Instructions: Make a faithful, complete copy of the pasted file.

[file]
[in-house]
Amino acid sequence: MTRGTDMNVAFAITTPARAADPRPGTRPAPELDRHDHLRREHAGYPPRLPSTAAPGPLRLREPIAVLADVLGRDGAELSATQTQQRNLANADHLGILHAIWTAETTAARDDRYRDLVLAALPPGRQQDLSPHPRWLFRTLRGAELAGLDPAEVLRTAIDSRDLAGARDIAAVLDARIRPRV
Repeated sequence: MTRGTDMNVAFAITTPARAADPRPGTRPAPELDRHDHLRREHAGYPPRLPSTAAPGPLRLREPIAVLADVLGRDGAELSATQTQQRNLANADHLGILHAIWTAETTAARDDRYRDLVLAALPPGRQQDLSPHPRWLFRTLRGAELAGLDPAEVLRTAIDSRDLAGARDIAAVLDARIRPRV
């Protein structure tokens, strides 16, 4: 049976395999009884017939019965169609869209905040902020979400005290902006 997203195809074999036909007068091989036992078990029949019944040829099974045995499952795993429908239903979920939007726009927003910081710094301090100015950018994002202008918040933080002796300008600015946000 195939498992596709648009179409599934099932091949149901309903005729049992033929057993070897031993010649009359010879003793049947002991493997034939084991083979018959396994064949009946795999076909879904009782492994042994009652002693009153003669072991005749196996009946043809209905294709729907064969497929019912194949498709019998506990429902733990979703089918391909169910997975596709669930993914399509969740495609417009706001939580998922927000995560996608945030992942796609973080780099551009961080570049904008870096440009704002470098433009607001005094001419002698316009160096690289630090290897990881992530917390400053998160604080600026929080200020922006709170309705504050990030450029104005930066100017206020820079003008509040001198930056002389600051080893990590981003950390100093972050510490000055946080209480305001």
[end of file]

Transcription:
[in-house]
Amino acid sequence: MTRGTDMNVAFAITTPARAADPRPGTRPAPELDRHDHLRREHAGYPPRLPSTAAPGPLRLREPIAVLADVLGRDGAELSATQTQQRNLANADHLGILHAIWTAETTAARDDRYRDLVLAALPPGRQQDLSPHPRWLFRTLRGAELAGLDPAEVLRTAIDSRDLAGARDIAAVLDARIRPRV
Repeated sequence: MTRGTDMNVAFAITTPARAADPRPGTRPAPELDRHDHLRREHAGYPPRLPSTAAPGPLRLREPIAVLADVLGRDGAELSATQTQQRNLANADHLGILHAIWTAETTAARDDRYRDLVLAALPPGRQQDLSPHPRWLFRTLRGAELAGLDPAEVLRTAIDSRDLAGARDIAAVLDARIRPRV
């Protein structure tokens, strides 16, 4: 049976395999009884017939019965169609869209905040902020979400005290902006 997203195809074999036909007068091989036992078990029949019944040829099974045995499952795993429908239903979920939007726009927003910081710094301090100015950018994002202008918040933080002796300008600015946000 195939498992596709648009179409599934099932091949149901309903005729049992033929057993070897031993010649009359010879003793049947002991493997034939084991083979018959396994064949009946795999076909879904009782492994042994009652002693009153003669072991005749196996009946043809209905294709729907064969497929019912194949498709019998506990429902733990979703089918391909169910997975596709669930993914399509969740495609417009706001939580998922927000995560996608945030992942796609973080780099551009961080570049904008870096440009704002470098433009607001005094001419002698316009160096690289630090290897990881992530917390400053998160604080600026929080200020922006709170309705504050990030450029104005930066100017206020820079003008509040001198930056002389600051080893990590981003950390100093972050510490000055946080209480305001």